There has been a change to the Formal Administrative Hearing process for DUI License Suspensions. When you are charged with DUI, the DMV automatically suspends your license for 6-12 months. That suspension is automatic, and wholly separate from any license suspension that the judge may order if you lose your Criminal DUI case.
You have the right to challenge the Administrative, DMV Suspension of your license by requesting a Formal Administrative Hearing within 10 days.
If you fail to request the hearing in time, the suspension goes into effect, and you have no further way of challenging or over-turning the suspension.
At the Formal Administrative Hearing, in order to uphold the suspension, the Department only has to establish Probable Cause to believe that you were either in control of a motor vehicle while under the influence of an intoxicant, or that you refused to take a breathalyzer test after being properly requested to do so. Probable Cause is a very low threshold, nowhere near "beyond a reasonable doubt". The Hearing Officer's job is to determine whether or not law enforcement had a good reason to believe you were under the influence...not a rock solid reason, just a good one. It is a very low threshold of proof.
If you do win the Formal Administrative Hearing, your driving privileges will be reinstated. If, however, the suspension is upheld (or if you don't request the hearing at all), you will have to sign up for DUI School and go a period of time before another Hardship License will be issued (30 days if you took the breathalyzer, and 90 days if you refused).
These facts about the Formal Administrative Hearing process have not changed. What has changed, is that there is now an opportunity to obtain a Hardship or Business Purpose License without risking the 30-90 day waiting period. The only catch is, you have to waive the Administrative Hearing. If you are charged with your First DUI, and if you request the Formal Administrative Hearing and enroll in DUI School within the required 10 day period, you can then waive the Formal Administrative Hearing and qualify for an immediate Driving Permit that will allow you to drive for Business Purposes.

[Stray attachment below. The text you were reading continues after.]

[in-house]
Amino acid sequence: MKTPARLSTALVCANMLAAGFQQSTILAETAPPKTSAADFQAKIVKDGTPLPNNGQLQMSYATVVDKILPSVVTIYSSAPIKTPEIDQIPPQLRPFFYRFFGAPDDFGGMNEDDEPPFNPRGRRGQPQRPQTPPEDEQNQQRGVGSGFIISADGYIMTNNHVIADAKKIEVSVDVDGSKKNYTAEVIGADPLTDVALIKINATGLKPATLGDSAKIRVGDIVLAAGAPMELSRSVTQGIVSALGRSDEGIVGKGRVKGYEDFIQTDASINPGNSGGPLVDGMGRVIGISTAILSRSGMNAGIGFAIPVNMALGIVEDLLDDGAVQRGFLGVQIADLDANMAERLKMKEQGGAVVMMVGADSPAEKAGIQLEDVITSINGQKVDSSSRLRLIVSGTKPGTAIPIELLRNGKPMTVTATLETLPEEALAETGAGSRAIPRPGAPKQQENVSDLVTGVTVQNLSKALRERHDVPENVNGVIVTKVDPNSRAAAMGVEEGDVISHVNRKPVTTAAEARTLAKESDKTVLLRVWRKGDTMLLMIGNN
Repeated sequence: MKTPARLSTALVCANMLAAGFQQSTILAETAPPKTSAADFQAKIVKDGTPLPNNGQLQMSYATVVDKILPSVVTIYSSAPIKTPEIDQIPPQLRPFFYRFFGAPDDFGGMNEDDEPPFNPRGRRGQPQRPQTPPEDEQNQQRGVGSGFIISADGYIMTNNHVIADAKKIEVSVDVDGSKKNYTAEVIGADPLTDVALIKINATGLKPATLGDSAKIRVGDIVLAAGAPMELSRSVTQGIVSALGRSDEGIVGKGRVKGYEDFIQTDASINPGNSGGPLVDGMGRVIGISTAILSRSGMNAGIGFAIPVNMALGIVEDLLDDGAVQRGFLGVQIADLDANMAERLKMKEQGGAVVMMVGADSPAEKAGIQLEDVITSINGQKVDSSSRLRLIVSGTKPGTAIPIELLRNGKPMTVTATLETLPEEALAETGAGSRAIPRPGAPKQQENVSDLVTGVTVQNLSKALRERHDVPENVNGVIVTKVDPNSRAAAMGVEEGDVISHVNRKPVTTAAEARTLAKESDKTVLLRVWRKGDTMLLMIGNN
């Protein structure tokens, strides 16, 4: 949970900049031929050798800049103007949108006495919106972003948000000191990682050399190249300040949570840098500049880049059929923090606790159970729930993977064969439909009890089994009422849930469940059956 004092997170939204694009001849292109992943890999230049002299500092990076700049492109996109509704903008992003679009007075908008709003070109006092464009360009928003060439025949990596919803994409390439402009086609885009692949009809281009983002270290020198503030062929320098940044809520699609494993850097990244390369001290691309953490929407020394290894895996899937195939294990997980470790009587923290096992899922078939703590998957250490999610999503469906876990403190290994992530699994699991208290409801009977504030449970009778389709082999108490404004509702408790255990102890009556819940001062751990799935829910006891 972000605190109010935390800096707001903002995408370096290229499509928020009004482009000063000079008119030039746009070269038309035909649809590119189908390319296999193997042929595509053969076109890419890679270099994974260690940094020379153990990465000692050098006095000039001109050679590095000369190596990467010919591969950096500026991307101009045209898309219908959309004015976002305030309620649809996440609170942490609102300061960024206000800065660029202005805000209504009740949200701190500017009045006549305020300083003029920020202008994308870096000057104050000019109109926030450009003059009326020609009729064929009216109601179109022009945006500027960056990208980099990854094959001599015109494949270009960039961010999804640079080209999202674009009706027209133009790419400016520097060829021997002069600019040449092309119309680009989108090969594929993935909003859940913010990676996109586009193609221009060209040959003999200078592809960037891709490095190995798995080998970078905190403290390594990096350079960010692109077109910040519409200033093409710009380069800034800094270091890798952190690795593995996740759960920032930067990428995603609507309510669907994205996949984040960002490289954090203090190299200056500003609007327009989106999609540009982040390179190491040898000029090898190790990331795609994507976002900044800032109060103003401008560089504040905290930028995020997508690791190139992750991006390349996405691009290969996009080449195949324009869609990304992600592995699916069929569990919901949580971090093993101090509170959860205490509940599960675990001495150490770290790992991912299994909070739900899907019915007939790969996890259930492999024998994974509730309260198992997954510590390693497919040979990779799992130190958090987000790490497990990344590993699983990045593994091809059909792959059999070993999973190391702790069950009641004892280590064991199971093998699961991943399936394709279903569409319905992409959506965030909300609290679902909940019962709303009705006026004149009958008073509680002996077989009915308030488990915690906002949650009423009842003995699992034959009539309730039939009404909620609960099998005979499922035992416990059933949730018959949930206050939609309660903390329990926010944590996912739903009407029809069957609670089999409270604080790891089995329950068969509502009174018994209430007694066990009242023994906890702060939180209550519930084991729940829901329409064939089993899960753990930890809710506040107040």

This new option allows you to partially avoid the Formal Administrative Suspension, and keep driving while your Criminal DUI case goes forward, but it forces you to waive your right to the Formal Administrative Hearing. The decision to keep your driving privileges seems easy, but that decision should not be entered into lightly. Although the cards are often stacked against you in the Formal Administrative Hearing, having the hearing often provides an opportunity to discover facts and potential defenses to the Criminal Case that are not readily apparent in the police reports. You should discuss the risks and benefits to waiving your right to a Formal Administrative Hearing with an experienced Criminal Defense Attorney before making the decision.